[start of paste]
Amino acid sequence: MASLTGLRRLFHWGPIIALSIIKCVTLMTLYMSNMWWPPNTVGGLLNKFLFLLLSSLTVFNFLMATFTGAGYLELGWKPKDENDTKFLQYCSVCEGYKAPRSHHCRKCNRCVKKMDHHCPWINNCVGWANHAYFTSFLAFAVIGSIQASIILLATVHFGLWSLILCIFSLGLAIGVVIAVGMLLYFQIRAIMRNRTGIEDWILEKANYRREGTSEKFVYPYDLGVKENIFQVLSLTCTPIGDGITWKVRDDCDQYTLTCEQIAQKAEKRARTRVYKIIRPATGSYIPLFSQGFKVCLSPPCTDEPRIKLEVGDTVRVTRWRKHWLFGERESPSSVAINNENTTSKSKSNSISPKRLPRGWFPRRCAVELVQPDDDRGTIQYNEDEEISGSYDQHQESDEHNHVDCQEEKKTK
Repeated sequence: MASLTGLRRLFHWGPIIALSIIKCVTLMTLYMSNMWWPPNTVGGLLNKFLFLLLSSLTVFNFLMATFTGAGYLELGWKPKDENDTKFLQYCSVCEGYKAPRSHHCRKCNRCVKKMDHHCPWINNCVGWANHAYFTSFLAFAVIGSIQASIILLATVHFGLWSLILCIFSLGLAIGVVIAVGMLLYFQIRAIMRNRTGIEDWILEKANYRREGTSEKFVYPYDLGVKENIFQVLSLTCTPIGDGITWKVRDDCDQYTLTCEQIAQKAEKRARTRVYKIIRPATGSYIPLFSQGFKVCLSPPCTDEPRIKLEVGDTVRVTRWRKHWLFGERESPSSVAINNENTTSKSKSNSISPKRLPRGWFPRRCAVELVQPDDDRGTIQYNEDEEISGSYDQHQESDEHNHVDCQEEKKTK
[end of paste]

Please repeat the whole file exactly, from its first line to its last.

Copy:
Amino acid sequence: MASLTGLRRLFHWGPIIALSIIKCVTLMTLYMSNMWWPPNTVGGLLNKFLFLLLSSLTVFNFLMATFTGAGYLELGWKPKDENDTKFLQYCSVCEGYKAPRSHHCRKCNRCVKKMDHHCPWINNCVGWANHAYFTSFLAFAVIGSIQASIILLATVHFGLWSLILCIFSLGLAIGVVIAVGMLLYFQIRAIMRNRTGIEDWILEKANYRREGTSEKFVYPYDLGVKENIFQVLSLTCTPIGDGITWKVRDDCDQYTLTCEQIAQKAEKRARTRVYKIIRPATGSYIPLFSQGFKVCLSPPCTDEPRIKLEVGDTVRVTRWRKHWLFGERESPSSVAINNENTTSKSKSNSISPKRLPRGWFPRRCAVELVQPDDDRGTIQYNEDEEISGSYDQHQESDEHNHVDCQEEKKTK
Repeated sequence: MASLTGLRRLFHWGPIIALSIIKCVTLMTLYMSNMWWPPNTVGGLLNKFLFLLLSSLTVFNFLMATFTGAGYLELGWKPKDENDTKFLQYCSVCEGYKAPRSHHCRKCNRCVKKMDHHCPWINNCVGWANHAYFTSFLAFAVIGSIQASIILLATVHFGLWSLILCIFSLGLAIGVVIAVGMLLYFQIRAIMRNRTGIEDWILEKANYRREGTSEKFVYPYDLGVKENIFQVLSLTCTPIGDGITWKVRDDCDQYTLTCEQIAQKAEKRARTRVYKIIRPATGSYIPLFSQGFKVCLSPPCTDEPRIKLEVGDTVRVTRWRKHWLFGERESPSSVAINNENTTSKSKSNSISPKRLPRGWFPRRCAVELVQPDDDRGTIQYNEDEEISGSYDQHQESDEHNHVDCQEEKKTK